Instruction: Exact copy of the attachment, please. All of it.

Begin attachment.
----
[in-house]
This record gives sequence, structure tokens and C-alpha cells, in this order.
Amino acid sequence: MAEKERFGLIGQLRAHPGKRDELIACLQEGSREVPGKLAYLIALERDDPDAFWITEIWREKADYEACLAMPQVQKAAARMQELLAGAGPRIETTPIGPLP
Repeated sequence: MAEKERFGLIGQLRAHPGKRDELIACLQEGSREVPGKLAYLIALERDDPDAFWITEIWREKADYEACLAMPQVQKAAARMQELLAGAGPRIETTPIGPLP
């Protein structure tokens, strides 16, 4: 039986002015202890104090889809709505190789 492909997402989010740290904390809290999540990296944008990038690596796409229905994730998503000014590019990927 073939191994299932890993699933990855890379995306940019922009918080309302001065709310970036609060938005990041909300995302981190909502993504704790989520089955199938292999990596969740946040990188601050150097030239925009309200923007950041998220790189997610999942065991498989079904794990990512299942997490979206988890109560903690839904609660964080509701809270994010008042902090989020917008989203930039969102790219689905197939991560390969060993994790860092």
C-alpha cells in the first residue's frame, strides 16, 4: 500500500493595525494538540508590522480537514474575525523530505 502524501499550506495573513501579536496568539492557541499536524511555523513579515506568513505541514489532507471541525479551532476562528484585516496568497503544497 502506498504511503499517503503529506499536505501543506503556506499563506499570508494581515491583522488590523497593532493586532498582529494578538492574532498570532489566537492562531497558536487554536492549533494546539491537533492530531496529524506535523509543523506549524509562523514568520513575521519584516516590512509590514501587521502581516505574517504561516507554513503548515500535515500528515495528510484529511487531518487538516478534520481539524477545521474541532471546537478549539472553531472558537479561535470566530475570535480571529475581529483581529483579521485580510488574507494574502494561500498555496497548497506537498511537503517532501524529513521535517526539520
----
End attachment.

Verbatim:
[in-house]
This record gives sequence, structure tokens and C-alpha cells, in this order.
Amino acid sequence: MAEKERFGLIGQLRAHPGKRDELIACLQEGSREVPGKLAYLIALERDDPDAFWITEIWREKADYEACLAMPQVQKAAARMQELLAGAGPRIETTPIGPLP
Repeated sequence: MAEKERFGLIGQLRAHPGKRDELIACLQEGSREVPGKLAYLIALERDDPDAFWITEIWREKADYEACLAMPQVQKAAARMQELLAGAGPRIETTPIGPLP
């Protein structure tokens, strides 16, 4: 039986002015202890104090889809709505190789 492909997402989010740290904390809290999540990296944008990038690596796409229905994730998503000014590019990927 073939191994299932890993699933990855890379995306940019922009918080309302001065709310970036609060938005990041909300995302981190909502993504704790989520089955199938292999990596969740946040990188601050150097030239925009309200923007950041998220790189997610999942065991498989079904794990990512299942997490979206988890109560903690839904609660964080509701809270994010008042902090989020917008989203930039969102790219689905197939991560390969060993994790860092």
C-alpha cells in the first residue's frame, strides 16, 4: 500500500493595525494538540508590522480537514474575525523530505 502524501499550506495573513501579536496568539492557541499536524511555523513579515506568513505541514489532507471541525479551532476562528484585516496568497503544497 502506498504511503499517503503529506499536505501543506503556506499563506499570508494581515491583522488590523497593532493586532498582529494578538492574532498570532489566537492562531497558536487554536492549533494546539491537533492530531496529524506535523509543523506549524509562523514568520513575521519584516516590512509590514501587521502581516505574517504561516507554513503548515500535515500528515495528510484529511487531518487538516478534520481539524477545521474541532471546537478549539472553531472558537479561535470566530475570535480571529475581529483581529483579521485580510488574507494574502494561500498555496497548497506537498511537503517532501524529513521535517526539520